Then the strategy would be to come up with a message design that connects the dots for those groups who are already sensitive to the healthcare debate, but not necessarily concerned about climate change. [You'd want] to push this group of people into the coalition of groups around climate change by way of the health insurance debate. The key there is to identify the information sources they use (news outlets, entertainment media, etc.), and design a message that isn't too focused on climate change as a problem, but rather the actions on climate change need to be talked about in terms of their clear, tangible benefits to health and healthcare cost.
Q. We've been talking about climate scientists doing more to explain the ramifications of climate change and promote action. But has the ongoing Climategate controversy hurt their reputation and credibility? If they were to suddenly join the debate, would anyone even pay attention?
A. Despite the conventional wisdom that they've lost the public trust in the wake of Climategate, all the polling indicators both before and after Climategate show that scientists generally, and climate scientists specifically have almost unrivaled public trust. Scientists are admired as a profession. Science is strongly trusted as an institution. The challenge is how to use that communication capital successfully and not undermine it.
In the health reform debate, any efforts by scientists that appear too partisan are likely to undermine the public trust. So, if scientists started running TV ads saying, "Support healthcare reform NOW," brought to you by a group of scientists, that's probably not a wise activity. On the other hand, if scientists were to partner with other opinion leaders in their communities, such as business leaders or clergy, and sponsor community forums about the health risks of climate change and possible policy solutions, without a partisan agenda, that's probably the role best suited for them.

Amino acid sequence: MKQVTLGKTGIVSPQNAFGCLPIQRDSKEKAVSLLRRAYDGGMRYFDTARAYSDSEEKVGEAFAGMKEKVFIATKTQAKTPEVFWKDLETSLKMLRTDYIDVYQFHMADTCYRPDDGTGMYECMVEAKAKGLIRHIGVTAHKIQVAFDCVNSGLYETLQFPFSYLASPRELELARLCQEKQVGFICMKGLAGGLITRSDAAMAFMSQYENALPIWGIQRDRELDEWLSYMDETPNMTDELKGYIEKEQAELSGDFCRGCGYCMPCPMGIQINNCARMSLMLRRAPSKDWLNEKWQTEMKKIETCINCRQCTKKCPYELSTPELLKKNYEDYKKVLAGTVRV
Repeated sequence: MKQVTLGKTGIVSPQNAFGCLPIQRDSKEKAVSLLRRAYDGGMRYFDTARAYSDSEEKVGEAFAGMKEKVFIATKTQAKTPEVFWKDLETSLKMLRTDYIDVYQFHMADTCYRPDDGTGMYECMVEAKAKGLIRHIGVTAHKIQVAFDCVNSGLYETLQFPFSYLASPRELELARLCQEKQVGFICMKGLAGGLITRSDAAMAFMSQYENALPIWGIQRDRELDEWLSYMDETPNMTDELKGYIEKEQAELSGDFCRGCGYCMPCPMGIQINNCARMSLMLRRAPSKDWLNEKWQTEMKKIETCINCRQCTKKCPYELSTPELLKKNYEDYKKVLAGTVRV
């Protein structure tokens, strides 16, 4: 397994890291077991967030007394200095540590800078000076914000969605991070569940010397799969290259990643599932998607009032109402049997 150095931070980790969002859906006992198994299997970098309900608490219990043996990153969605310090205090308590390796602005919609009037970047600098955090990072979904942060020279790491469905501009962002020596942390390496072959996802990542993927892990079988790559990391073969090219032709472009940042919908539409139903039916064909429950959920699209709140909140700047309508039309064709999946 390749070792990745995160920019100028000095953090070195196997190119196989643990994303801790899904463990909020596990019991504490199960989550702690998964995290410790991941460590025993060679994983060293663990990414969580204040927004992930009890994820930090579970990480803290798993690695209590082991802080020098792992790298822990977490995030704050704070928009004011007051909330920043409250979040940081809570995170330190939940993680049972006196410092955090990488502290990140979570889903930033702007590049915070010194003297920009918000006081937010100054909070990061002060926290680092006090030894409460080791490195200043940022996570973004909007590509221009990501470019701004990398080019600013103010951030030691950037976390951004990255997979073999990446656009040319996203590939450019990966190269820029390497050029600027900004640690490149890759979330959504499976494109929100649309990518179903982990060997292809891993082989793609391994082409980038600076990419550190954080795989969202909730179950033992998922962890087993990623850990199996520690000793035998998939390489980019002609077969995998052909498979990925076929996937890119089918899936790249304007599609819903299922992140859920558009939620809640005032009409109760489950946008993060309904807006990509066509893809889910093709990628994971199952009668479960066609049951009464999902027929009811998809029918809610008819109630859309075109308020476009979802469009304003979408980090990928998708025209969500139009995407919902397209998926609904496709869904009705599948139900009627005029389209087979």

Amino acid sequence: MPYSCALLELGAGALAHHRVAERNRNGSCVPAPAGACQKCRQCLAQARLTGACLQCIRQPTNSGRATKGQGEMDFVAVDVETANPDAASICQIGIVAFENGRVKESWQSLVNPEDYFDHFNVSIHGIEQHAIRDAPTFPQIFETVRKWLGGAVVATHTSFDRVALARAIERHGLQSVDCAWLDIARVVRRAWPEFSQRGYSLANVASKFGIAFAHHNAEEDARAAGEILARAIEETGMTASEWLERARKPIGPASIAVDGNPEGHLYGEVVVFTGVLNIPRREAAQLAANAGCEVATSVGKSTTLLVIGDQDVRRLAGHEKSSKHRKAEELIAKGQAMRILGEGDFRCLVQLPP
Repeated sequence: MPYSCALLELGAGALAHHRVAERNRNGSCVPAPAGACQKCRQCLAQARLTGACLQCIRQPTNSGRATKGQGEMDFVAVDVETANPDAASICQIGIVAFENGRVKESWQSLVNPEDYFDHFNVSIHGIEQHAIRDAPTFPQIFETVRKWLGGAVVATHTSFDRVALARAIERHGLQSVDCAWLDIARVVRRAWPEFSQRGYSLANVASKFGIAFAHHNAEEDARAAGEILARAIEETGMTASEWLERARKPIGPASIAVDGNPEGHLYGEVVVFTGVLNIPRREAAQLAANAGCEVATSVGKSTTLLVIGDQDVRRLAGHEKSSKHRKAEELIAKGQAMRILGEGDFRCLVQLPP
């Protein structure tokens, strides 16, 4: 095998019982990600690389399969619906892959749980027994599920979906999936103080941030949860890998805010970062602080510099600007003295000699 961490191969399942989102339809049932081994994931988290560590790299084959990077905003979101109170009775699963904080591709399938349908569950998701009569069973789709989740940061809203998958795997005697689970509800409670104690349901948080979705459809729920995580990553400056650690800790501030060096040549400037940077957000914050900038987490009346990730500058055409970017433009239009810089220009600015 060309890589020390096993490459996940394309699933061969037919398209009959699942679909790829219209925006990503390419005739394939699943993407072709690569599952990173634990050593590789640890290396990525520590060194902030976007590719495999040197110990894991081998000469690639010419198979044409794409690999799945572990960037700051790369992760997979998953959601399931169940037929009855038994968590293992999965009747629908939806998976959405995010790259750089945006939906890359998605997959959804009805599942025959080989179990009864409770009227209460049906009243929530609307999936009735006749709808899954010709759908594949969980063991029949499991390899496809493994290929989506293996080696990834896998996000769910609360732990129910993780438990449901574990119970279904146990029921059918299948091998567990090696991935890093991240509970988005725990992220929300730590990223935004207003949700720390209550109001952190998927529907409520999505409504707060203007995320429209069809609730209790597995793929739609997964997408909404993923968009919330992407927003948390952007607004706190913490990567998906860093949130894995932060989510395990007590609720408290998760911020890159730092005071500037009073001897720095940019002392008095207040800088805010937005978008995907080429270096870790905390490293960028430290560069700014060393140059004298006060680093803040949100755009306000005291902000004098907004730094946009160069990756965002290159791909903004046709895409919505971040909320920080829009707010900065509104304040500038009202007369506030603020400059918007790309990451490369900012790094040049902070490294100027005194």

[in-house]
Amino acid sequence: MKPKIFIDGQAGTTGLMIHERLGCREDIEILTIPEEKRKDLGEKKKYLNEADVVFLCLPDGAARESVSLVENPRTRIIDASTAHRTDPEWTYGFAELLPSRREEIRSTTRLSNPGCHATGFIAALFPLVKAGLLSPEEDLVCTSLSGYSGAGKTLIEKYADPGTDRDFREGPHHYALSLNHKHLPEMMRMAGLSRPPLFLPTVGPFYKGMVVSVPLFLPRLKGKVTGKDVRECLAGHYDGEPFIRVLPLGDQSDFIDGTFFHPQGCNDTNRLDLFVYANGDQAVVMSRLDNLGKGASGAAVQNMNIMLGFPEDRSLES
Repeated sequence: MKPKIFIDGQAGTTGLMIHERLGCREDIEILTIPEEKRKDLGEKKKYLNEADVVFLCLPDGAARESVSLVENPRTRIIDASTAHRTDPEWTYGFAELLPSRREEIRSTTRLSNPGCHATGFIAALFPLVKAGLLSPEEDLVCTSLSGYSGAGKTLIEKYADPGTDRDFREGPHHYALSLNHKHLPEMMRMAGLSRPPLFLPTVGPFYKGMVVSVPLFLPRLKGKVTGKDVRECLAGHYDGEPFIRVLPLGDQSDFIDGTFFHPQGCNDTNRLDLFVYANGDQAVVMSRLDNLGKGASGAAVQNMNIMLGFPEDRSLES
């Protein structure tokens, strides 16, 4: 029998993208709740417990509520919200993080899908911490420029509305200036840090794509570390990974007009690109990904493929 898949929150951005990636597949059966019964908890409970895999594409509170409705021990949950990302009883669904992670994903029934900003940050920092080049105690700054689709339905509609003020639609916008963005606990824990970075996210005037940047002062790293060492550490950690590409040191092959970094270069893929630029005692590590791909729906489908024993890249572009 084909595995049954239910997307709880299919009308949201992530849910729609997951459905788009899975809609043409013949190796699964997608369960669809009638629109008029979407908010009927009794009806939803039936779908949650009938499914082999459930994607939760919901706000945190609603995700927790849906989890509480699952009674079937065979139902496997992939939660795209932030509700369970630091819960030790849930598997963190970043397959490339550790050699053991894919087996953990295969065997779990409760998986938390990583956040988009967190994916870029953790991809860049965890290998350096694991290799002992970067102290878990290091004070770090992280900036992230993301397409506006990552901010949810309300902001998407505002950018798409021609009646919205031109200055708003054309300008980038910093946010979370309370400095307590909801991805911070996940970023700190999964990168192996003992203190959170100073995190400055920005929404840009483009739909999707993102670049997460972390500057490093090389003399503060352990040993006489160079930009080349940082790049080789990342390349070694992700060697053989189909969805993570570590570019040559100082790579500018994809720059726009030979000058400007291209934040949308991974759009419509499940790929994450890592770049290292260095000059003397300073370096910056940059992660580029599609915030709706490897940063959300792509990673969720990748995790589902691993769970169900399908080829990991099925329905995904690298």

Q. So, the ongoing, high-profile debate over healthcare reform is a great opportunity to start a contextual discussion about climate change; a kind of "teachable moment" to explain how climate change has very tangible and very personal health consequences. Are there other "teachable moments" out there, in disciplines other than healthcare, that the climate community should target?
A. The White House has been pushing climate change as an economic issue. Insurance companies, businesses and others have added climate change to the criteria by which they make decisions about health and health coverage. There's going to be a trickledown effect. The fact that climate change is a criteria is becoming institutionalized and will, down the road, influence members of these organizations and the wider public and begin to be reported on in the news media. [Stories about climate change] will stretch beyond the science and environment beats, and become part of the health and business beats and constitute more of the political coverage.
But one area not getting enough attention is the focus on how the faith-based community is responding to climate change; not just religious communities discussing climate change as a moral issue, but also ethics experts at universities discussing the ethical implications of climate impacts. The idea that climate change is one of society's leading moral and ethical dilemmas is under-communicated. There's some work on the part of ethicists to try and engage journalists about how to cover these questions substantively. There's an opportunity for environmental leaders, scientists, and public health leaders to partner with religious leaders [on this issue].